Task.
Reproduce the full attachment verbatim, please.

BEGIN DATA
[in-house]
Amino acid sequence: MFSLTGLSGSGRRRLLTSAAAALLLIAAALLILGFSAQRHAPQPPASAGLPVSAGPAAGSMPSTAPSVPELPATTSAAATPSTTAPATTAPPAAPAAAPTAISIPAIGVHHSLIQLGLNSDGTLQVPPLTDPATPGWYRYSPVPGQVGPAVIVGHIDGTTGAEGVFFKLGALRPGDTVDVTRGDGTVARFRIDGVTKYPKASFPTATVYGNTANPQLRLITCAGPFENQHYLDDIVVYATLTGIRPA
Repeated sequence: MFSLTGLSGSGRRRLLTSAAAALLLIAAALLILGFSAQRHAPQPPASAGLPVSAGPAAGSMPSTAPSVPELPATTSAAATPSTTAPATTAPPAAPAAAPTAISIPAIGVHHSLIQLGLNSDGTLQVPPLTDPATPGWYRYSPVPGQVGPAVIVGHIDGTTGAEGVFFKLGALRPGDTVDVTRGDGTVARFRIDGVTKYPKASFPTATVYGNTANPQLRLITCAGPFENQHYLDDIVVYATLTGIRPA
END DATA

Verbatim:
[in-house]
Amino acid sequence: MFSLTGLSGSGRRRLLTSAAAALLLIAAALLILGFSAQRHAPQPPASAGLPVSAGPAAGSMPSTAPSVPELPATTSAAATPSTTAPATTAPPAAPAAAPTAISIPAIGVHHSLIQLGLNSDGTLQVPPLTDPATPGWYRYSPVPGQVGPAVIVGHIDGTTGAEGVFFKLGALRPGDTVDVTRGDGTVARFRIDGVTKYPKASFPTATVYGNTANPQLRLITCAGPFENQHYLDDIVVYATLTGIRPA
Repeated sequence: MFSLTGLSGSGRRRLLTSAAAALLLIAAALLILGFSAQRHAPQPPASAGLPVSAGPAAGSMPSTAPSVPELPATTSAAATPSTTAPATTAPPAAPAAAPTAISIPAIGVHHSLIQLGLNSDGTLQVPPLTDPATPGWYRYSPVPGQVGPAVIVGHIDGTTGAEGVFFKLGALRPGDTVDVTRGDGTVARFRIDGVTKYPKASFPTATVYGNTANPQLRLITCAGPFENQHYLDDIVVYATLTGIRPA